Thomas D. Cabot Professor of Public Policy and of Epidemiology
Director, Harvard Center for Population and Development Studies
Assistant: Claudette Agustin
Dr. Berkman is an internationally-recognized social epidemiologist whose work focuses extensively on social and policy influences on health outcomes. Her research has been oriented towards understanding inequalities in health related to socioeconomic status, different racial and ethnic groups, and social networks, support and isolation. The majority of her work is devoted to identifying the role of social networks and support in predicting declines in physical and cognitive functioning, onset of disease and mortality, especially related to cardiovascular or cerebrovascular disease. In addition, she has devoted much of her work to understanding determinants of population health by comparing European countries with the U. S. She is currently a member of the Conseil Scientifique de l’Institut de Recherche en Sante Publique (IReSP) in France and a member of IOM. She has been actively involved since 1994 on the GAZEL study, a cohort of 20,000 French employees of EDF-GDF, the large natural gas-electricity company, and also with a study involving workplace practices and employee and family health.
Dr. Berkman is the author of several books and over 200 publications. She co-edited Social Epidemiology, the first textbook on the topic, plus Neighborhoods and Health (both with Ichiro Kawachi).
Prior to becoming director of the Harvard Center for Population and Development Studies, Dr. Berkman was Chair of the Department of Society, Human Development and Health at the Harvard School of Public Health from 1995 – 2008. She is also the former head of the Division of Chronic Disease Epidemiology at Yale University.
Current Research Projects
Evaluating the Health Benefits of Workplace Policies and Practices-Phase II (PI)
Although the prevalence of “family-friendly” policies in US workplaces has increased dramatically, few have been studied using scientifically sound designs. To address this, NIH and CDC formed the Work, Family, and Health Network (WFHN). During Phase 1, WFHN designed and conducted multiple pilot and feasibility studies. For Phase 2, the WFHN has been called upon to implement an innovative intervention based on Phase I pilot studies that is designed to increase family-supportive supervisor behaviors and employee control over work, and to evaluate the intervention using a group randomized experimental design.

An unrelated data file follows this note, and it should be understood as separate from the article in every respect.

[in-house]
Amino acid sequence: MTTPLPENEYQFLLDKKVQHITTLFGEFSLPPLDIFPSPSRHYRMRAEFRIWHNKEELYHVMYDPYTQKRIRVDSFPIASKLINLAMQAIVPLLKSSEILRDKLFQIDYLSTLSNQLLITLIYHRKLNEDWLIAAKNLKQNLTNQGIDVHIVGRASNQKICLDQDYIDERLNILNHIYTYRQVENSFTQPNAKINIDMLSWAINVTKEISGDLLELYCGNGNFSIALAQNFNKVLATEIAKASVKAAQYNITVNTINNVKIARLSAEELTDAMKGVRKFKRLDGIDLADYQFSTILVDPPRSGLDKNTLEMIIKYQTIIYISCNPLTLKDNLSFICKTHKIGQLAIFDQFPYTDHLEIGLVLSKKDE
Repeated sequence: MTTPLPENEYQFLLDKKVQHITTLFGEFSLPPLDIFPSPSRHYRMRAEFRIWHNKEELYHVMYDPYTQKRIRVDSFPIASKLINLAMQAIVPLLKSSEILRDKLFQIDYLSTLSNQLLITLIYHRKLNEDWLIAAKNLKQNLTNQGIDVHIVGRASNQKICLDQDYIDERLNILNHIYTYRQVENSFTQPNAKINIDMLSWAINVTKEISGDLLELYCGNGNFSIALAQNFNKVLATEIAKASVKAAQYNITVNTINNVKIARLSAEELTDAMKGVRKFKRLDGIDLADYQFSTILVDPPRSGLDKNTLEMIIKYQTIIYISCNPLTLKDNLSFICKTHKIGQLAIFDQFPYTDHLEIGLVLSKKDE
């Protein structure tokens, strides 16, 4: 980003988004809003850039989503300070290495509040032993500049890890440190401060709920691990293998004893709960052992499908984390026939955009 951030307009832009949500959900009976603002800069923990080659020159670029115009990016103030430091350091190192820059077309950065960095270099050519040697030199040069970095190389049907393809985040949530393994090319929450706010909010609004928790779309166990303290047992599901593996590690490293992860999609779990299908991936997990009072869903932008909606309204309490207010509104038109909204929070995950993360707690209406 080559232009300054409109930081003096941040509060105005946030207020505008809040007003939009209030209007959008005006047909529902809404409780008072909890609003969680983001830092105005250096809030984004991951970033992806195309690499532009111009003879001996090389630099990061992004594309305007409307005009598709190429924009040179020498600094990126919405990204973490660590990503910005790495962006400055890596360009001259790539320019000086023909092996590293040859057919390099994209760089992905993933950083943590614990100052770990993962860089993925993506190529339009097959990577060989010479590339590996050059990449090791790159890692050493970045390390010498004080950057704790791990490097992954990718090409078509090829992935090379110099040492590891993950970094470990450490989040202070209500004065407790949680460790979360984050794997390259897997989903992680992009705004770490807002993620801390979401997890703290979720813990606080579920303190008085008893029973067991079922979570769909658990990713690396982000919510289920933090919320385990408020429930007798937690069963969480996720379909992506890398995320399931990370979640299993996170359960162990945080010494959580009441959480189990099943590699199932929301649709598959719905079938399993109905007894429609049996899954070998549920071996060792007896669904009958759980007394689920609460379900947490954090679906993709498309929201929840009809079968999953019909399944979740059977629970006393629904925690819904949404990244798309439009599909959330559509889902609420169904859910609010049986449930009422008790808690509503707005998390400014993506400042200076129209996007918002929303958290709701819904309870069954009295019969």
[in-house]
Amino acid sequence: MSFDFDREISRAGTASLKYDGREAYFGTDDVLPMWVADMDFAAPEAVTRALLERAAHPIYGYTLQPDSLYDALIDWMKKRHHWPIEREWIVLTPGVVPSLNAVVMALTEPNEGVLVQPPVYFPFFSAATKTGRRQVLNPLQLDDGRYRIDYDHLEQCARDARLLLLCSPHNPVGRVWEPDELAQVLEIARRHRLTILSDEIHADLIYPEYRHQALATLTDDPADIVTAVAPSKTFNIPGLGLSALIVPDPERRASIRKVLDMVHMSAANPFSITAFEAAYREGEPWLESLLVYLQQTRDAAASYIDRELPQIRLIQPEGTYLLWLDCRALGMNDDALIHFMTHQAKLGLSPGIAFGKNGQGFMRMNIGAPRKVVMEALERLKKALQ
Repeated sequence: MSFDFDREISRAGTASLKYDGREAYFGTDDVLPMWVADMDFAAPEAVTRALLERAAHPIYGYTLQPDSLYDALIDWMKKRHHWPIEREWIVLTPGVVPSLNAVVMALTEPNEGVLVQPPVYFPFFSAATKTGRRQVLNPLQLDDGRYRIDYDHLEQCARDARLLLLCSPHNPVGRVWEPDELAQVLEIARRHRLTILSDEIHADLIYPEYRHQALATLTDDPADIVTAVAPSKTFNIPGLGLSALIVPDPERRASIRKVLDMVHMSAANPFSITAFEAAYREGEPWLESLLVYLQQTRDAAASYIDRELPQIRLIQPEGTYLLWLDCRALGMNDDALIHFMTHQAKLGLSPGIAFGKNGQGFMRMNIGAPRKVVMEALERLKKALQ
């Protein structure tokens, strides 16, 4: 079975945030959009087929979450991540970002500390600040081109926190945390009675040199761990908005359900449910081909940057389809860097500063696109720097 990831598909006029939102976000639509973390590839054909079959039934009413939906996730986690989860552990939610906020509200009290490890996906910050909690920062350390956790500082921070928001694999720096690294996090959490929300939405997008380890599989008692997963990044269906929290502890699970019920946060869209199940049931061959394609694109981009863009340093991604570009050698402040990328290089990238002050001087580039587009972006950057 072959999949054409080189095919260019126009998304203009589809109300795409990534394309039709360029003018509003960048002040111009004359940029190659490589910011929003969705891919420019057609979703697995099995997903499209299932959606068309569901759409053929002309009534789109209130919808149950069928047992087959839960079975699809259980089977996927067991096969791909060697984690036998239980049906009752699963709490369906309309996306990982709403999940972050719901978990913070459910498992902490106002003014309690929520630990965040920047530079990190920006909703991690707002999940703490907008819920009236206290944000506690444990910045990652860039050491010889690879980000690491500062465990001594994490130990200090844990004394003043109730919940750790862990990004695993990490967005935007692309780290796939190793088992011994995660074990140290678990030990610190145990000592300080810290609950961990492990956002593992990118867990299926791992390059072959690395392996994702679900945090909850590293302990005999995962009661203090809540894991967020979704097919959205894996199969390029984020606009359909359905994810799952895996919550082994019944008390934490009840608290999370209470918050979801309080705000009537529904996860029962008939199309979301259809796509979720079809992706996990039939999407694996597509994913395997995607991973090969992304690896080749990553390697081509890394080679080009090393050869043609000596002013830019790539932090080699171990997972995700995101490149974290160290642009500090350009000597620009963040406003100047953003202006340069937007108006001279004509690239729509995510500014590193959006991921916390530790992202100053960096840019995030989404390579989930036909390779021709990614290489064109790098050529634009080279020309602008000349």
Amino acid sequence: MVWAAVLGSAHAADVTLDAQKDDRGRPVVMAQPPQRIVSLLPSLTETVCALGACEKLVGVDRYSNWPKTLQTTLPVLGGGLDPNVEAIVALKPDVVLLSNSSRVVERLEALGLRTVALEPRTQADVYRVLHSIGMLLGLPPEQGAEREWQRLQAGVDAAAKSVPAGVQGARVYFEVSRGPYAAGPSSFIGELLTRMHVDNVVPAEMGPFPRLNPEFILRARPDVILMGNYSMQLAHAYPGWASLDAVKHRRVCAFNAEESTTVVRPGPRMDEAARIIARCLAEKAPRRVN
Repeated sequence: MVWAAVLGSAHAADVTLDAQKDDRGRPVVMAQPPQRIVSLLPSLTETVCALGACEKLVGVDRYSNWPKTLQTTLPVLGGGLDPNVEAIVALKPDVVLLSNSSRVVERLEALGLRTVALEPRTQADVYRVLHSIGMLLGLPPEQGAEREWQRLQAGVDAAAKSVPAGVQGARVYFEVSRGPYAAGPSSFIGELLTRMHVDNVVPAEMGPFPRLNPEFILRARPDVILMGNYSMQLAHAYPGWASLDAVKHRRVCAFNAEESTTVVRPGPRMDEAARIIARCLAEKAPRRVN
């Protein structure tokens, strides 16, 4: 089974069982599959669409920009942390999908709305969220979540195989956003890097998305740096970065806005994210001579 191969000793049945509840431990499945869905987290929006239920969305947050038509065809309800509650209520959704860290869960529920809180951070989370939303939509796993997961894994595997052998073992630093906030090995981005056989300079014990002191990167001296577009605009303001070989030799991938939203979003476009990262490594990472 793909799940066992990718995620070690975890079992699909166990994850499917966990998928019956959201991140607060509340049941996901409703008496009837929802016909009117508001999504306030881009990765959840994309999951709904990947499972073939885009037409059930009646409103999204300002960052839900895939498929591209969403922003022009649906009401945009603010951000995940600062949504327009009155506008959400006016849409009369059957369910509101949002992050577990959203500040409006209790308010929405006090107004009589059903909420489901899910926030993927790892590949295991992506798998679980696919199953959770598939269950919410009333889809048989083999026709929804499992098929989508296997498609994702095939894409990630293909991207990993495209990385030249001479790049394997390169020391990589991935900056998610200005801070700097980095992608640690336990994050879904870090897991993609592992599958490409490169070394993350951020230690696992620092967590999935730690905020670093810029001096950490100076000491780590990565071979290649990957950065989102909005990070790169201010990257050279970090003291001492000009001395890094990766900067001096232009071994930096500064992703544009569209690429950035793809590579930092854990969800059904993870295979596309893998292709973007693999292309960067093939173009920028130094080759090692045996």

Robert Wood Johnson Foundation-Health and Society Scholars Program (co-PI)
This program trains scholars in the social determinants of health through a tightly knit, interdisciplinary training program integrating social, behavioral and biological sciences with a rich historical perspective.
Center for Global Demography of Aging (co-investigator)
The Center for the Global Demography of Aging provides support for research on demographic change and aging throughout the world, with a particular focus on developing countries. The center supports existing research at Harvard University as well as encourages the development of new research on global health.
Longitudinal Aging Study in India (co-investigator)
The long-term goals of this research are to develop a multidisciplinary, nationally representative survey of aging, health, and retirement in India and to provide the foundation for new, rigorous, multidisciplinary studies of aging that will inform policy making and advance scientific knowledge.
Member, Institute of Medicine (elected 2001)
Member, US Health and Retirement Study Advisory Board
Member, SHARE Advisory Board
Member, ELSA Advisory Board
Member, Macarthur Foundation Aging Society Network
Foreign Member, Academia Europaea
Member, American Epidemiological Society (elected 1991)
SHH245 Social and Behavioral Research Methods Part I (Fall)
B.A. (Sociology),1972, Northwestern University, Evanston, IL
M.S. (Epidemiology), 1975, University of California, Berkeley, CA
Ph.D. (Epidemiology), 1977, University of California, Berkeley, CA
Lisa Berkman welcomes media inquiries on the following subjects:
- Health inequalities
- Social networks and isolation
- Work/Family workplace policies
If you need assitance, please contact the Harvard School of Public Health’s Office of Communications at 617-432-3952 or Dr. Berkman’s assistant, Claudette Agustin, at 617-495-8498.